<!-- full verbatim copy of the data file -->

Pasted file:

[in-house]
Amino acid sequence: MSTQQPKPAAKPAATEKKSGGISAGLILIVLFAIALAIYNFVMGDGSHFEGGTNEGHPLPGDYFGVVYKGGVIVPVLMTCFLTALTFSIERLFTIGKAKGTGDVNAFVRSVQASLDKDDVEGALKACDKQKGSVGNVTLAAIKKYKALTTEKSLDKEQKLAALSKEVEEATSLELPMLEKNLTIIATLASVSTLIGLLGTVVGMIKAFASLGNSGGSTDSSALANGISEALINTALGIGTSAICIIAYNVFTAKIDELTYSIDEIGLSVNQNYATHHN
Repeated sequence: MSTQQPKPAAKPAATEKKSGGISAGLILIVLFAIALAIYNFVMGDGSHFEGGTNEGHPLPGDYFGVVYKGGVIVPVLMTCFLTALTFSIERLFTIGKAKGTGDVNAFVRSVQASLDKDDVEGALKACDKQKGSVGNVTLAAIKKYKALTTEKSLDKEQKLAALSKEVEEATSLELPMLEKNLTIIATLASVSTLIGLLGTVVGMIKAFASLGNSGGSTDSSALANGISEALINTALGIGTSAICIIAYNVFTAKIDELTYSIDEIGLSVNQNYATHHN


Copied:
[in-house]
Amino acid sequence: MSTQQPKPAAKPAATEKKSGGISAGLILIVLFAIALAIYNFVMGDGSHFEGGTNEGHPLPGDYFGVVYKGGVIVPVLMTCFLTALTFSIERLFTIGKAKGTGDVNAFVRSVQASLDKDDVEGALKACDKQKGSVGNVTLAAIKKYKALTTEKSLDKEQKLAALSKEVEEATSLELPMLEKNLTIIATLASVSTLIGLLGTVVGMIKAFASLGNSGGSTDSSALANGISEALINTALGIGTSAICIIAYNVFTAKIDELTYSIDEIGLSVNQNYATHHN
Repeated sequence: MSTQQPKPAAKPAATEKKSGGISAGLILIVLFAIALAIYNFVMGDGSHFEGGTNEGHPLPGDYFGVVYKGGVIVPVLMTCFLTALTFSIERLFTIGKAKGTGDVNAFVRSVQASLDKDDVEGALKACDKQKGSVGNVTLAAIKKYKALTTEKSLDKEQKLAALSKEVEEATSLELPMLEKNLTIIATLASVSTLIGLLGTVVGMIKAFASLGNSGGSTDSSALANGISEALINTALGIGTSAICIIAYNVFTAKIDELTYSIDEIGLSVNQNYATHHN